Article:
The variogram cloud is a plot of the semivariance of all pairs of data points (y-axis) as a function of the lag (x-axis). For large data sets, plotting all of the points individually can result in a cluttered graph with scatter that may conceal the overall spatial correlation. To simplify the plot, pairs of data points can be combined into groups determined by lag distance, often called bins. The resultant plot has fewer data points and spatial correlation is more easily discerned. For example, data pairs may be grouped into bins with lags of 0 to 5 meters, >5 to 10 meters, >10 to 15 meters. In many software packages, each lag is given as the central distance in the range with a tolerance of ± some distance, often half of the lag. The appropriate bin values are determined by the geographic spread of the sampling locations and the size of the area of interest (see also H-scatterplots for a rule of thumb on lag distance), but each bin should contain 20–30 sample pairs. Other considerations, such as local geology and contaminant source geometry, may help define the lag intervals. It is crucial to choose appropriate class boundaries and sizes for a particular data set. If lag distances are too large or small relative to the sample spacing the spatial variability may not be properly estimated.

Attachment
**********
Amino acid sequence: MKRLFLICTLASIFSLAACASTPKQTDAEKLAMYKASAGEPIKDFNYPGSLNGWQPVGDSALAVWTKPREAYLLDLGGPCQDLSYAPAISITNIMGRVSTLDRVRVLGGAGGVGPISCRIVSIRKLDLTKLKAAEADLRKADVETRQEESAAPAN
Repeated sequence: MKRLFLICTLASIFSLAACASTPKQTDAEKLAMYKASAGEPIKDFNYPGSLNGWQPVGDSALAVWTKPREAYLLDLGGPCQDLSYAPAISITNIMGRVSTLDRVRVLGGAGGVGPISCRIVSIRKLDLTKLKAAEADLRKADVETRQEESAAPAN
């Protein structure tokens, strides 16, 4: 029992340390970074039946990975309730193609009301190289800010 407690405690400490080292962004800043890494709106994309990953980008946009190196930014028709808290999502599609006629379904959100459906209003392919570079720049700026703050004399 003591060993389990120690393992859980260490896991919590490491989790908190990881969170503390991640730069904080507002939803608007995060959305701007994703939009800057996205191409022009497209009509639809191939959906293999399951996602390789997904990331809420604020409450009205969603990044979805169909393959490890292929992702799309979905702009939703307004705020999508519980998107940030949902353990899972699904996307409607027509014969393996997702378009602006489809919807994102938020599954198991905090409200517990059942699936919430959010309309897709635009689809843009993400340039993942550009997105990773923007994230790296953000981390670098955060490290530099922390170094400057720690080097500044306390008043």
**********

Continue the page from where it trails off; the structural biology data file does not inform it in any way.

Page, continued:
The variogram has three important features: the nugget, the range, and the sill (sill value). The nugget is an extrapolation of the sample variogram to a lag of zero (see Figure 31). The nugget represents measurement errors or spatial variation at distances smaller than the sampling interval. If the variogram reaches a constant value at some distance, then that value is called the sill. The range is the distance after which the variogram values remain at or close to the sill. In some cases, the data can exhibit nested spatial variation, meaning that they exhibit more than one range of autocorrelation at different lag separation distances, or scales.